That’s also the thing that I wish I would have known ahead of time. I didn’t realize the magnitude of importance of passing exams, and also how competitive some of the internships are that you really do need to pass exams as soon as you can. That was something I was kind of blind to when I came in. I never imagined I’d be in college studying as much as I do, not only for the classes that I’m in but also for the actuarial exams.
Have you had any insurance-related internships? If so, how was your experience?
I have been with a company here in Columbus. We’re a small-to-medium-size insurance company called Grange Insurance. I did a year-long rotation in personal lines pricing, and now I’m in commercial lines pricing, and it has been absolutely amazing. I thought coming in, there’s always that stigma about an intern. You’re getting coffee or filing papers. I was very surprised that that’s not at all what it’s like. Grange has made me feel like I am part of the team, and they consider me a team member, not really an intern, which has been very nice.
Having projects to work on and working on indications—where you’re getting your own indication and not working with somebody on one—has been great. They trust you enough to work on the project alone, and then we’ll sit down afterward and discuss how to improve the next time. That to me has been the most educational. Also, getting the opportunity to see two different sides of the P&C, the commercial lines and the personal lines, and getting a feel for what I like better has been beneficial.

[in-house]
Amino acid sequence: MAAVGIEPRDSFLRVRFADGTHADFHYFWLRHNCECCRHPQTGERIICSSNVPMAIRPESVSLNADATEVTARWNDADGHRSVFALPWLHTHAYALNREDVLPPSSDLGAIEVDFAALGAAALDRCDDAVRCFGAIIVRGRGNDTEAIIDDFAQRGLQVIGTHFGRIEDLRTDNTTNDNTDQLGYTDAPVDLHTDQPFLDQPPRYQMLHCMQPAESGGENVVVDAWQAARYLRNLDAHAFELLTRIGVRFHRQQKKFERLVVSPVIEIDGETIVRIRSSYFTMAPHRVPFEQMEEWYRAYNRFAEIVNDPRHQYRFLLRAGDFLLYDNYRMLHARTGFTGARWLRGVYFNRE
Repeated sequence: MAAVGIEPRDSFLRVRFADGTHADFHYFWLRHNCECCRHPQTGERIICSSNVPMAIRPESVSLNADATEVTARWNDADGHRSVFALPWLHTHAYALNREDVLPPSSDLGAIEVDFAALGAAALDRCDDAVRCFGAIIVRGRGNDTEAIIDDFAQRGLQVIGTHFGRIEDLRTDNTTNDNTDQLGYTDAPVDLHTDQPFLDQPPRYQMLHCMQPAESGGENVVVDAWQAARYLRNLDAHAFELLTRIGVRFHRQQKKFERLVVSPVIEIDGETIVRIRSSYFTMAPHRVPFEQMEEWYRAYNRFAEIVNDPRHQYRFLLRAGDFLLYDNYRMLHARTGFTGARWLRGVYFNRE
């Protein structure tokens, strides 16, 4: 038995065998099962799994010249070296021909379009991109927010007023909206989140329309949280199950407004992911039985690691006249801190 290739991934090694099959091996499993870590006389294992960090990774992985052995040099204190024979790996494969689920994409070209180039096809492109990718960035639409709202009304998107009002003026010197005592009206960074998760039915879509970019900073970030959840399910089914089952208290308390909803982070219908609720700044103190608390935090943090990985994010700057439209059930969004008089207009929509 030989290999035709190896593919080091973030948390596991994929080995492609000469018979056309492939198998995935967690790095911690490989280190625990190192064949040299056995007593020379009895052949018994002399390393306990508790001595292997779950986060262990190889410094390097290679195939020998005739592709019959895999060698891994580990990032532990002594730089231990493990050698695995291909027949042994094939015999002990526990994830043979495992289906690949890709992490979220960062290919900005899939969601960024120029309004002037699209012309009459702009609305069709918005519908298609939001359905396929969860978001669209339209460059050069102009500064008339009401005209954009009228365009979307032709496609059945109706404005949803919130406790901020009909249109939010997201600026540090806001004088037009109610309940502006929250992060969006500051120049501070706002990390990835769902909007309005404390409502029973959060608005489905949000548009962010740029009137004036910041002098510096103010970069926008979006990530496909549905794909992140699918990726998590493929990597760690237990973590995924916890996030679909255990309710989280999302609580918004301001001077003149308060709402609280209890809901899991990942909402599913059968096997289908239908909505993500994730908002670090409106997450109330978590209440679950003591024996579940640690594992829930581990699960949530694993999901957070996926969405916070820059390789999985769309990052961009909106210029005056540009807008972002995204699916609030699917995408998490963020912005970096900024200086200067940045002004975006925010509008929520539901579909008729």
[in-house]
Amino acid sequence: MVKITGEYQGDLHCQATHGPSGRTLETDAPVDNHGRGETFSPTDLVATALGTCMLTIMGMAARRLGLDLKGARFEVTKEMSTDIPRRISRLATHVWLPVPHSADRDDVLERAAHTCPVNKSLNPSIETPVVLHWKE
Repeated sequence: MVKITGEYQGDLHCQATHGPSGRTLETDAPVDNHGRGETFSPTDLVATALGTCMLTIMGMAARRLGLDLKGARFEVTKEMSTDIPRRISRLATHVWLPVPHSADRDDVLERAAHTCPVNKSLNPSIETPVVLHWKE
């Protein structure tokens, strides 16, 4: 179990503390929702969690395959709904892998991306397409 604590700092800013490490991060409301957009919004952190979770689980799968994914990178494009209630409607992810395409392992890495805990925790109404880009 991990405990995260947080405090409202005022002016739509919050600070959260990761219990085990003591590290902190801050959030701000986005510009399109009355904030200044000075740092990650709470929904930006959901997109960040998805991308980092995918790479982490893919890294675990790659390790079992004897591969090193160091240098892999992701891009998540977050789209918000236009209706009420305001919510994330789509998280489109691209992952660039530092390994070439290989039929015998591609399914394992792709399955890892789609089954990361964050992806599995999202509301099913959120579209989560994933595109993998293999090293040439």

What are your future aspirations or career plans?
Within two years of graduating, I want to attain my ACAS, and then within five years, I would like to have my FCAS. As far as career plans, this is the part I’m not 100 percent sure on. I still want to do a little exploring. I’m very interested in the pricing aspect, but also the consulting. Hopefully, one day, I’ll end up in a senior leadership role, maybe even shoot for the stars and be the CFO of an insurance company.
I want to be able to have an impact on the business and also help push people to reach their goals. I think that would be very rewarding, being more in a manager/senior leadership role, where you actually have the resources and the opportunity to help people reach their goals. It would be great knowing you had an impact on making somebody’s career what they wanted and helping them to reach their maximum potential.
What advice would you give someone interested in the insurance field?
Make sure you’re doing your due diligence and staying up on the trends and what’s happening, especially for students that are just coming into college. Over the next four years, a lot can change, so make sure you’re paying attention to what’s going on within the market. That way, you can better prepare yourself for after graduation.
For younger students, whenever you’re looking for internships or entry-level jobs, even if you can’t get an actuarial position, it’s just as beneficial to get a position in claims or underwriting or product. Learning the ins and outs of the insurance industry and a company and how that all flows together, it will help you with becoming an actuary and seeing where your pricing is heading.
Do you have any favorite books, websites, or media that you would recommend for someone interested in insurance?
For students who are preparing for an actuarial position, I’d recommend Basic Ratemaking by Werner Modlin, which is available on the CAS website. It’s a fantastic read. It goes through the methodologies of doing an indication and pricing, and it really gives you insight on what actuaries do and how they do it. It’s very good information just to have background on. Obviously, it’s not all going to make sense, but it’s great to start out with.
As far as some websites go, CAS and SOA both have fantastic resources. I would also recommend MarketWatch. This is a site that I get on every day, just so I’m staying up to date with the market. With the insurance field transforming and changing, MarketWatch is a great resource to get a sense of what the market’s doing, and they also have some resources on there that are insurance-related.